I am playing around with some data from a Kaggle competition on text_analysis, and I keep getting this rather weird error described in the title whenever I try to fit my algorithm. I looked it up, and it had something to with my matrix being to densely populated with nonzero elements while presented as a sparse matrix. I reckon this problem lies with my train_labels below in the code, the labels consist of 24 columns which isn't very common to begin with, labels are floats between 0 and 1 (including 0 and 1). Despite having some idea on what the problem is, I have no idea on how to tackle it properly, and my previous tries haven't worked out so well. Do you guys have any suggestions on how I could solve this?


import numpy as np
import pandas as p
import nltk
from sklearn.feature_extraction.text import TfidfVectorizer
import os
from sklearn.linear_model  import RidgeCV

dir = "C:/Users/Anonymous/Desktop/KAGA FOLDER/Hashtags"

def clean_the_text(data):
    alist = []
    data = nltk.word_tokenize(data)
    for j in data:
    alist = " ".join(alist)

    return alist
def loop_data(data):
    for i in range(len(data)):
        data[i] = clean_the_text(data[i])
    return data      

if __name__ == "__main__":
    print("loading data")
    train_text = loop_data(list(np.array(p.read_csv(os.path.join(dir,"train.csv")))[:,1]))
    test_set = loop_data(list(np.array(p.read_csv(os.path.join(dir,"test.csv")))[:,1]))
    train_labels  = np.array(p.read_csv(os.path.join(dir,"train.csv")))[:,4:]

    vectorizer = TfidfVectorizer(max_features = 10000,strip_accents = "unicode",analyzer = "word")
    ridge_classifier = RidgeCV(alphas = [0.001,0.01,0.1,1,10])
    all_data = train_text + test_set
    train_length  = len(train_text)

    print("fitting Vectorizer")
    print("transforming text")
    all_data = vectorizer.transform(all_data)
    train = all_data[:train_length]
    test = all_data[train_length:]

    print("fitting and selecting models") 
    pred = ridge_classifier.predict(test)

    np.savetxt(dir +"submission.csv", pred, fmt = "%d", delimiter = ",")
    print("submission_file created")


Traceback (most recent call last):
  File "C:\Users\Anonymous\workspace\final_submission\src\linearSVM.py", line 56, in <module>
  File "C:\Python27\lib\site-packages\sklearn\linear_model\ridge.py", line 817, in fit
    estimator.fit(X, y, sample_weight=sample_weight)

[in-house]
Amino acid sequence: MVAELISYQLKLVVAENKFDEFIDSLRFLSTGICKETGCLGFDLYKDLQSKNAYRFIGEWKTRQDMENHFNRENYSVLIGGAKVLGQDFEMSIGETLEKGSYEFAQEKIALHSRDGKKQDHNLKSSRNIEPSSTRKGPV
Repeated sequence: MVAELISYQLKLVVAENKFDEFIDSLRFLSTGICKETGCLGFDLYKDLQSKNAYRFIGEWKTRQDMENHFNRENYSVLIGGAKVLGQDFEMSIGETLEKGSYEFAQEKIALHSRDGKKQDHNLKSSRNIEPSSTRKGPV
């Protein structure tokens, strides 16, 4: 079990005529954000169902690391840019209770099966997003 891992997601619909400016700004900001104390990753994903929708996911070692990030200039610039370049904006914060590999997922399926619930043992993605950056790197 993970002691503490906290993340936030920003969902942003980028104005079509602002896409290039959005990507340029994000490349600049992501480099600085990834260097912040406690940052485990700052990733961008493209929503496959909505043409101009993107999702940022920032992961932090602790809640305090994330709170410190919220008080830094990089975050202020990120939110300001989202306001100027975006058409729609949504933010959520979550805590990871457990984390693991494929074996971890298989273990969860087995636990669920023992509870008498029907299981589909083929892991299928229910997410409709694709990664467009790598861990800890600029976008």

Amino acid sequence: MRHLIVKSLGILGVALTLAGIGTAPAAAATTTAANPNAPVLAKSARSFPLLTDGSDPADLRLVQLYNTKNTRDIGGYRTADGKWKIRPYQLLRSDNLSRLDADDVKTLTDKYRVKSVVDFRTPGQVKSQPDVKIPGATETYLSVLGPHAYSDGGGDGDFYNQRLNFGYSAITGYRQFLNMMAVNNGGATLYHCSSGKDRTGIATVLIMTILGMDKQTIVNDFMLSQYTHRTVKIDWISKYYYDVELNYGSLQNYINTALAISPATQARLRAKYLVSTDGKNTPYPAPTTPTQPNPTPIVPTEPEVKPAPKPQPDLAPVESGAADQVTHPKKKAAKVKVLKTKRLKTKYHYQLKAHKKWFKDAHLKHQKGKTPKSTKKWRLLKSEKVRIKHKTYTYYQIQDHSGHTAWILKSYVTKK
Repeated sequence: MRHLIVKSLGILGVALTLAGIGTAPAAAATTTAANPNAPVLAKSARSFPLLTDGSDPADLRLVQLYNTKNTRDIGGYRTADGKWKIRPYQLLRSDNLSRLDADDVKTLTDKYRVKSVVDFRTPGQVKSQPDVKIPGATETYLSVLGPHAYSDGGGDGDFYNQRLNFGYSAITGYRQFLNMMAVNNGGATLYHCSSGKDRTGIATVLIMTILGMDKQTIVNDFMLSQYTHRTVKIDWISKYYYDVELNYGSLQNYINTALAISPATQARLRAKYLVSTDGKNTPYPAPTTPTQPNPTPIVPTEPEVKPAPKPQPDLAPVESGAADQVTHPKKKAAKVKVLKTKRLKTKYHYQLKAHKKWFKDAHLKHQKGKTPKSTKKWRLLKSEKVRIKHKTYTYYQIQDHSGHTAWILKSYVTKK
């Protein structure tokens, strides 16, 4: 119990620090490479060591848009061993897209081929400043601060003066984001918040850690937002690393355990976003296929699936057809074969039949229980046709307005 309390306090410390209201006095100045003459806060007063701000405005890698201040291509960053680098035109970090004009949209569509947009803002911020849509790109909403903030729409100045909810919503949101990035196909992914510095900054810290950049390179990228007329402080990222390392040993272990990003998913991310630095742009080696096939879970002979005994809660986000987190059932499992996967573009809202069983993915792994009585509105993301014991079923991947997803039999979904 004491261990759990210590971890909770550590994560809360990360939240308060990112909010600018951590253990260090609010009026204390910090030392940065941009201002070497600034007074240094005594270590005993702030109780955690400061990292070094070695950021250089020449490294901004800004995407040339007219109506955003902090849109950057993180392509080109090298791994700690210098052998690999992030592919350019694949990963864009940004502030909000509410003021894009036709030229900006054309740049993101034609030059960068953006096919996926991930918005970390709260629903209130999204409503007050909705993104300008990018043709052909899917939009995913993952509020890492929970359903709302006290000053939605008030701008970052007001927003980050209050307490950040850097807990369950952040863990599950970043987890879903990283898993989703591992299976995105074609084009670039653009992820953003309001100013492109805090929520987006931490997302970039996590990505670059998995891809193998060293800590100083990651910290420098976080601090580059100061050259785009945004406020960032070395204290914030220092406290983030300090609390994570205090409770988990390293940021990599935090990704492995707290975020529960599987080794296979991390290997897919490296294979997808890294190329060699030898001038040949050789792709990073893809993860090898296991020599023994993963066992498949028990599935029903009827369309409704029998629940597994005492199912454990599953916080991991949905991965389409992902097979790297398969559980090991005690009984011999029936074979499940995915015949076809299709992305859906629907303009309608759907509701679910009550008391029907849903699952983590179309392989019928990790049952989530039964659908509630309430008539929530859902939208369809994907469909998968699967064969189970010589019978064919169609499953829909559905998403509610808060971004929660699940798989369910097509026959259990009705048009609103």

File "C:\Python27\lib\site-packages\sklearn\linear_model\ridge.py", line 724, in fit
    v, Q, QT_y = _pre_compute(X, y)
  File "C:\Python27\lib\site-packages\sklearn\linear_model\ridge.py", line 609, in _pre_compute
    K = safe_sparse_dot(X, X.T, dense_output=True)
  File "C:\Python27\lib\site-packages\sklearn\utils\extmath.py", line 78, in safe_sparse_dot
    ret = a * b
  File "C:\Python27\lib\site-packages\scipy\sparse\base.py", line 303, in __mul__
    return self._mul_sparse_matrix(other)
  File "C:\Python27\lib\site-packages\scipy\sparse\compressed.py", line 520, in _mul_sparse_matrix
    indices = np.empty(nnz, dtype=np.intc)
ValueError: negative dimensions are not allowed

I suspect that my labels are the problem, so here are the labels:

In [12]:

import pandas as pd
import numpy as np
import os
dir = "C:\Users\Anonymous\Desktop\KAGA FOLDER\Hashtags"
labels = np.array(pd.read_csv(os.path.join(dir,"train.csv")))[:,4:]

array([[0.0, 0.0, 1.0, ..., 0.0, 0.0, 0.0],
       [0.0, 0.0, 0.0, ..., 0.0, 0.0, 0.0],
       [0.0, 0.0, 0.0, ..., 0.0, 0.0, 0.0],
       [0.0, 0.0, 0.0, ..., 1.0, 0.0, 0.0],
       [0.0, 0.385, 0.41, ..., 0.0, 0.0, 0.0],
       [0.0, 0.20199999999999999, 0.395, ..., 0.0, 0.0, 0.0]], dtype=object)
In [13]:

(77946L, 24L)
  • Probably not related to your problem, but why is labels.dtype = object? The values you've shown look like all floats.
    – askewchan
    Commented Nov 12, 2013 at 20:33
  • That is indeed weird. Tried to convert it to float with astype, but got an error. Edit: for some reason I could convert it to float now.
    – Learner
    Commented Nov 12, 2013 at 20:36
  • Other (unrelated) errors: RidgeCV is a model for regression problems, not classification problems. Use classifiers such as RidgeClassifierCV instead. Also you should call vectorize.fit only on the training set and then call transform on both the training and the testing data, otherwise the vectorizer is "cheating".
    – ogrisel
    Commented Nov 12, 2013 at 22:03

1 Answer 1


The problem is because of size mismatch.

The train_labels is actually is the classes of all data. The size of train and train_labels should match.

  • I'm sorry, but I'm a bit confused. Since I'm getting the labels out of the train.csv shouldn't the size match with train?
    – Learner
    Commented Nov 12, 2013 at 20:24
  • You are reading form train.csv, but you are doing some processes on the training data. You append training and test data into all_data and get a part of it as train. How you obtain train_length seems confusing to me. Please try to print the size of train this would verify or disprove my theory. Commented Nov 12, 2013 at 20:42
  • The shape of train is: (77946, 10000).
    – Learner
    Commented Nov 12, 2013 at 20:49
  • Do you really have 10000 attributes on a classification, that's big. Commented Nov 12, 2013 at 20:53
  • No, there I was only using one attribute, while the whole dataset has 3 attributes. So I'm definitely screwing up here. Thanks for pointing this out!
    – Learner
    Commented Nov 12, 2013 at 20:57

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